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Jewish Families in Manchester, Salford - Prestwich 'UK'

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This project collects information Of Jewish Families in Manchester, Salford - Prestwich 'United Kingdom'

Greater Manchester

Greater Manchester is a metropolitan county and combined authority area in North West England, with a population of 2.8 million. It encompasses one of the largest metropolitan areas in the United Kingdom and comprises ten metropolitan boroughs: Bolton, Bury, Oldham, Rochdale, Stockport, Tameside, Trafford, Wigan, and the cities of Manchester and Salford.

Greater Manchester was created on 1 April 1974 as a result of the Local Government Act 1972, and designated a functional city region on 1 April 2011.
Greater Manchester spans 493 square miles (1,277 km2), which roughly covers the territory of the Greater Manchester Built-up Area, the second most populous urban area in the UK. It is landlocked and borders Cheshire (to the south-west and south), Derbyshire (to the south-east), West Yorkshire (to the north-east), Lancashire (to the north) and Merseyside (to the west). There is a mix of high-density urban areas, suburbs, semi-rural and rural locations in Greater Manchester, but land use is mostly urban—the product of concentric urbanisation and industrialisation which occurred mostly during the 19th century when the region flourished as the global centre of the cotton industry. It has a focused central business district, formed by Manchester city centre and the adjoining parts of Salford and Trafford, but Greater Manchester is also a polycentric county with ten metropolitan districts, each of which has at least one major town centre and outlying suburbs.

History of the Jews in Manchester

In the 1750s, Jews had no political rights in England, and in particular were not allowed to purchase property. As country members of the Great Synagogue, they traded as pedlars and hawkers. Small groups coalesced around safe Jew-friendly lodging houses where they organised temporary minyanim to observe the Shabbat. Liverpool was a focus for the first Jewish settlement in the North West of England, with communities in Cumberland Street who moved in 1775 to a room in Turton Court. Manchester was expanding rapidly, and in 1758 one family in trade became prosperous enough to acquire a private carriage. Manchester became an increasing important market, and Liverpool-based Jewish hawkers worked in Manchester in the week, returning to Liverpool to celebrate Sabbath.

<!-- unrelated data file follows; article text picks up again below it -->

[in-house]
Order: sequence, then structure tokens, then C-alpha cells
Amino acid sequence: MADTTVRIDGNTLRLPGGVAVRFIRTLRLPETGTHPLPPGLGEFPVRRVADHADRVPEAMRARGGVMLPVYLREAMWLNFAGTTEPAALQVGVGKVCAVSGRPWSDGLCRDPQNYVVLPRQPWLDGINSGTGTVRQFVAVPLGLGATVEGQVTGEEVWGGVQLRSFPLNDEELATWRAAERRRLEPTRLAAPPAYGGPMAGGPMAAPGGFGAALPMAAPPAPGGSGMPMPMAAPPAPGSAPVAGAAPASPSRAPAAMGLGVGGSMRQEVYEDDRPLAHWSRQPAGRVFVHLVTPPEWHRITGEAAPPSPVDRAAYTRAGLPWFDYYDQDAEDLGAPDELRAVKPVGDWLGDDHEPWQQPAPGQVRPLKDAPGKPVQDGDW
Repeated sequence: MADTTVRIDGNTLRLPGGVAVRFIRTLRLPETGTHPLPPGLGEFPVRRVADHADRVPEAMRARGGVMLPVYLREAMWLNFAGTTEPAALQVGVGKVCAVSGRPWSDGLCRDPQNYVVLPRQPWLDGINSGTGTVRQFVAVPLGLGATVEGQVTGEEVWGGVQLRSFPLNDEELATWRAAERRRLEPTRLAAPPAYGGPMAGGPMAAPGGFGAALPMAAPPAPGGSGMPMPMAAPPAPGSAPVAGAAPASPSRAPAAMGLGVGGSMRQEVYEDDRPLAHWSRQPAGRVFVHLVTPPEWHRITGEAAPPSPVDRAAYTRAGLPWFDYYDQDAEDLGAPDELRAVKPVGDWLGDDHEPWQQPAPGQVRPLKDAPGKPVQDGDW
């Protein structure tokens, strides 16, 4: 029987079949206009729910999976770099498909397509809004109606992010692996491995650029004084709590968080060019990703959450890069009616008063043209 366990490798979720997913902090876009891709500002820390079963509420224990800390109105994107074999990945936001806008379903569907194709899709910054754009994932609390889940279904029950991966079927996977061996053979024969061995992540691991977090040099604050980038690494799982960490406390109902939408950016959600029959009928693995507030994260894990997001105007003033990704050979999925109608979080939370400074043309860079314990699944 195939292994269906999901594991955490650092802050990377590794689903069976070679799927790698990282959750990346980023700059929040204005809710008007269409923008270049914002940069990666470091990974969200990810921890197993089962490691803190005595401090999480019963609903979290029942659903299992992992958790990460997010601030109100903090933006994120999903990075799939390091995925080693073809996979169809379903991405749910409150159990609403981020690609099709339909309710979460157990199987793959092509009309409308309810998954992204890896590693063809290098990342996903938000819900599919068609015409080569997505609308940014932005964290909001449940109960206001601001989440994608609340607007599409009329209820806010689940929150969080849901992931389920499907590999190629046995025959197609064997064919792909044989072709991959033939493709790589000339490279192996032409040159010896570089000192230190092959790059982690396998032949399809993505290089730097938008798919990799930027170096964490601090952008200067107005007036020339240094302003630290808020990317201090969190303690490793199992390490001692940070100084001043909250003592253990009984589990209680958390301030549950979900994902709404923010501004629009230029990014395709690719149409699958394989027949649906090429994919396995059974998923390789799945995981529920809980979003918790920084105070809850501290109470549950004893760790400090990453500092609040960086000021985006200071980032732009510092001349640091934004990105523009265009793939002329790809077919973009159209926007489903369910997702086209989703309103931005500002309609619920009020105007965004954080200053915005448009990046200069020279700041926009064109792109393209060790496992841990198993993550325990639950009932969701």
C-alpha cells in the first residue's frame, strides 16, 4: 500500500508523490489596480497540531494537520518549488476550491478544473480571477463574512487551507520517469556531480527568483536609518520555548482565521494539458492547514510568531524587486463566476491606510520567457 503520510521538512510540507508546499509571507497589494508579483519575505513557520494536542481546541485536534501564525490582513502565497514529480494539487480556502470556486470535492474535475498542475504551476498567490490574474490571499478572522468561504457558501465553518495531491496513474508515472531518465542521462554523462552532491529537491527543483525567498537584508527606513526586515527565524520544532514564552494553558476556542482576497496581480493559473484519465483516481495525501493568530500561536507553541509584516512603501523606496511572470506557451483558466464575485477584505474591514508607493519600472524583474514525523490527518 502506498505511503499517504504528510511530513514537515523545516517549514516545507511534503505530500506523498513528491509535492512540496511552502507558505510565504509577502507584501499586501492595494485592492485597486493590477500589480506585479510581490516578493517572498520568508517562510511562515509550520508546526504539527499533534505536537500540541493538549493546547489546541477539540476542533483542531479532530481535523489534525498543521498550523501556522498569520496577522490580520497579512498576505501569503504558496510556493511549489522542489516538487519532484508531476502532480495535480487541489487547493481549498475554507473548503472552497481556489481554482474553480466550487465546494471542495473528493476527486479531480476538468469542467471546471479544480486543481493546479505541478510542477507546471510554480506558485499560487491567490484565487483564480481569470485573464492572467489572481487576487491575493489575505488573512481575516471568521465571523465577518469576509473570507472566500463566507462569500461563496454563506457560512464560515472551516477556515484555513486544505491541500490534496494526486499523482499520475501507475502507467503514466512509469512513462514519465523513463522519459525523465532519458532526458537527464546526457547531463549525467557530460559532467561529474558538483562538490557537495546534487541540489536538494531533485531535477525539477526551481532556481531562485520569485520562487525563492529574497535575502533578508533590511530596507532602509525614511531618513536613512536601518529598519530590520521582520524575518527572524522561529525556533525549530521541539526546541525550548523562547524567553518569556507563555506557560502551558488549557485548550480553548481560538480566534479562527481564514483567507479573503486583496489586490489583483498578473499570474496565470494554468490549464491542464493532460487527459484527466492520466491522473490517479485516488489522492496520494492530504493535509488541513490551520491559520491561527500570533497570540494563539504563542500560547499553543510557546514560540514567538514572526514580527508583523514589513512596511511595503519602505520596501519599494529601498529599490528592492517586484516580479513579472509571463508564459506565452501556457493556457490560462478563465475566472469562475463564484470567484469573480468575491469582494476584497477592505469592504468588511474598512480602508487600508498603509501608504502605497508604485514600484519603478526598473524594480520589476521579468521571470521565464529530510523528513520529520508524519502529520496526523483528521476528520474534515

About fourteen Jewish families settled in Manchester in 1786; their first synagogue was a rented room at Ainsworth Court, Long Millgate. Lemon and Jacob Nathan, Aaron Jacob, Isaac Franks, Abraham Isaac Cohen and his son Philip and Henry Isaacs and his sons formed the nucleus of group who leased a burial ground in 1794 and by 1796 had begun worshipping in an upper chamber room on Garden Street at Withy Grove. Aaron Jacob was the reader and shochet and Jacob Nathan was the overseer. Jews settled in streets around the synagogue. The wars against the French caused difficulties for them, particularly the Aliens Act 1793 which restricted their movement. Wolf Polack, a pawnbroker of Shudehill, was deported for undisclosed breaches of the Act in 1800. Wheeler's Manchester Chronicle supported the Act and encouraged readers to inform on them. The community was generally stable.

The size of the Jewish population in Greater Manchester is the largest in Britain outside London

At the 2011 UK census, 64.2% of Salford's residents were 3.3% Jewish,


The oldest part of Prestwich, around Bury New Road, is known as Prestwich Village. There is a large Jewish community in Prestwich together with neighbouring Whitefield, Cheetham Hill, Crumpsall and Broughton Park in Salford which forms the second-largest Jewish community in the United Kingdom.

From the 1991 census the population of Prestwich was estimated at 33,047. An estimated 19% of the population of Prestwich and Whitefield are Jewish and are part of the second largest Jewish community in the UK outside London, which also reaches over the border into Salford's Broughton and Manchester's districts of Crumpsall and Cheetham Hill.

The area in the south of Prestwich known as Sedgley Park has a very sizeable Jewish population and is served by some five synagogues. There are many Jewish businesses, specialist shops and delicatessens along King's Road, Bury New Road and Bury Old Road.